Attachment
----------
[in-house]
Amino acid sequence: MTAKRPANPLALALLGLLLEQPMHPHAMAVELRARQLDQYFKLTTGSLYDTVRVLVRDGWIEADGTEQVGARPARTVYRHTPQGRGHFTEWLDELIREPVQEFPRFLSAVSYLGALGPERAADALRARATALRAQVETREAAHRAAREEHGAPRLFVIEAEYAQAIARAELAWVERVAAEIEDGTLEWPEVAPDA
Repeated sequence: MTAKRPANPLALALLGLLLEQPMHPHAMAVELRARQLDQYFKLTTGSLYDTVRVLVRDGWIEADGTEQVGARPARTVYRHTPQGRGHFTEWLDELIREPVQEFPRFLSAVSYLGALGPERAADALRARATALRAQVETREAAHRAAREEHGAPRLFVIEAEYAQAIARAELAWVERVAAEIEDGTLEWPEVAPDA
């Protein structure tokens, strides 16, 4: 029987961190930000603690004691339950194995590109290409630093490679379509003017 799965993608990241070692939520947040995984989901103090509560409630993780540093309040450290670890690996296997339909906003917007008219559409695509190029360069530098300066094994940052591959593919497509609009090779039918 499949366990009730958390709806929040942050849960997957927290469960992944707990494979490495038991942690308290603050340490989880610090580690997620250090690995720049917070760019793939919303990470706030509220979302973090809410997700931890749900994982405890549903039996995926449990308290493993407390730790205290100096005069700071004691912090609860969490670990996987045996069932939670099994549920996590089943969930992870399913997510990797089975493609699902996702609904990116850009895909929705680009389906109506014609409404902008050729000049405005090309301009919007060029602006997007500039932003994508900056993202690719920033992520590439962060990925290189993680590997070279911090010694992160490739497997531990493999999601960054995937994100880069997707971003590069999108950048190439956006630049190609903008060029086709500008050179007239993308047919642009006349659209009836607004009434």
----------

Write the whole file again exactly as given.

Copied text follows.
[in-house]
Amino acid sequence: MTAKRPANPLALALLGLLLEQPMHPHAMAVELRARQLDQYFKLTTGSLYDTVRVLVRDGWIEADGTEQVGARPARTVYRHTPQGRGHFTEWLDELIREPVQEFPRFLSAVSYLGALGPERAADALRARATALRAQVETREAAHRAAREEHGAPRLFVIEAEYAQAIARAELAWVERVAAEIEDGTLEWPEVAPDA
Repeated sequence: MTAKRPANPLALALLGLLLEQPMHPHAMAVELRARQLDQYFKLTTGSLYDTVRVLVRDGWIEADGTEQVGARPARTVYRHTPQGRGHFTEWLDELIREPVQEFPRFLSAVSYLGALGPERAADALRARATALRAQVETREAAHRAAREEHGAPRLFVIEAEYAQAIARAELAWVERVAAEIEDGTLEWPEVAPDA
């Protein structure tokens, strides 16, 4: 029987961190930000603690004691339950194995590109290409630093490679379509003017 799965993608990241070692939520947040995984989901103090509560409630993780540093309040450290670890690996296997339909906003917007008219559409695509190029360069530098300066094994940052591959593919497509609009090779039918 499949366990009730958390709806929040942050849960997957927290469960992944707990494979490495038991942690308290603050340490989880610090580690997620250090690995720049917070760019793939919303990470706030509220979302973090809410997700931890749900994982405890549903039996995926449990308290493993407390730790205290100096005069700071004691912090609860969490670990996987045996069932939670099994549920996590089943969930992870399913997510990797089975493609699902996702609904990116850009895909929705680009389906109506014609409404902008050729000049405005090309301009919007060029602006997007500039932003994508900056993202690719920033992520590439962060990925290189993680590997070279911090010694992160490739497997531990493999999601960054995937994100880069997707971003590069999108950048190439956006630049190609903008060029086709500008050179007239993308047919642009006349659209009836607004009434």